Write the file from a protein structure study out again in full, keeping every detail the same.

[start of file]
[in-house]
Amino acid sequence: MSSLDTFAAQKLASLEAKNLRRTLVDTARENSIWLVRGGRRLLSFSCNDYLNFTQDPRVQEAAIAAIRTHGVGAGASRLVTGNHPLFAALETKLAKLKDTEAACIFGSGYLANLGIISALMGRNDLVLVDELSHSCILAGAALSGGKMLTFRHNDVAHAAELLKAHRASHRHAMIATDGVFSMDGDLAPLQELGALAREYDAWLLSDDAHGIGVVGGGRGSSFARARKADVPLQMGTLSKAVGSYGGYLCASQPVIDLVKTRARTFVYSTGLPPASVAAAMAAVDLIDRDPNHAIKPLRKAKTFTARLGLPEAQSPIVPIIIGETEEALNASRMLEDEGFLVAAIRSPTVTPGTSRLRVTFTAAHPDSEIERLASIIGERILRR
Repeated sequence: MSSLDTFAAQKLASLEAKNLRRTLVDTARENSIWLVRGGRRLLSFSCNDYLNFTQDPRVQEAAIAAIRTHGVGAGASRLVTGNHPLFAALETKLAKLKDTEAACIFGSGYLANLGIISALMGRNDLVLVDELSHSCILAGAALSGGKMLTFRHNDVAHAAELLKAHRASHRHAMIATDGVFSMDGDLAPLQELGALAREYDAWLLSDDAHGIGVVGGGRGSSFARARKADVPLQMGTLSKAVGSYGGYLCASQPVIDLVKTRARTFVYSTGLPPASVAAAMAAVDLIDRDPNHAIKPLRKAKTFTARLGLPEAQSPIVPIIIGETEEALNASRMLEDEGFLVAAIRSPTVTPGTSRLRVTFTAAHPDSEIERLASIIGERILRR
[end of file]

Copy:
[in-house]
Amino acid sequence: MSSLDTFAAQKLASLEAKNLRRTLVDTARENSIWLVRGGRRLLSFSCNDYLNFTQDPRVQEAAIAAIRTHGVGAGASRLVTGNHPLFAALETKLAKLKDTEAACIFGSGYLANLGIISALMGRNDLVLVDELSHSCILAGAALSGGKMLTFRHNDVAHAAELLKAHRASHRHAMIATDGVFSMDGDLAPLQELGALAREYDAWLLSDDAHGIGVVGGGRGSSFARARKADVPLQMGTLSKAVGSYGGYLCASQPVIDLVKTRARTFVYSTGLPPASVAAAMAAVDLIDRDPNHAIKPLRKAKTFTARLGLPEAQSPIVPIIIGETEEALNASRMLEDEGFLVAAIRSPTVTPGTSRLRVTFTAAHPDSEIERLASIIGERILRR
Repeated sequence: MSSLDTFAAQKLASLEAKNLRRTLVDTARENSIWLVRGGRRLLSFSCNDYLNFTQDPRVQEAAIAAIRTHGVGAGASRLVTGNHPLFAALETKLAKLKDTEAACIFGSGYLANLGIISALMGRNDLVLVDELSHSCILAGAALSGGKMLTFRHNDVAHAAELLKAHRASHRHAMIATDGVFSMDGDLAPLQELGALAREYDAWLLSDDAHGIGVVGGGRGSSFARARKADVPLQMGTLSKAVGSYGGYLCASQPVIDLVKTRARTFVYSTGLPPASVAAAMAAVDLIDRDPNHAIKPLRKAKTFTARLGLPEAQSPIVPIIIGETEEALNASRMLEDEGFLVAAIRSPTVTPGTSRLRVTFTAAHPDSEIERLASIIGERILRR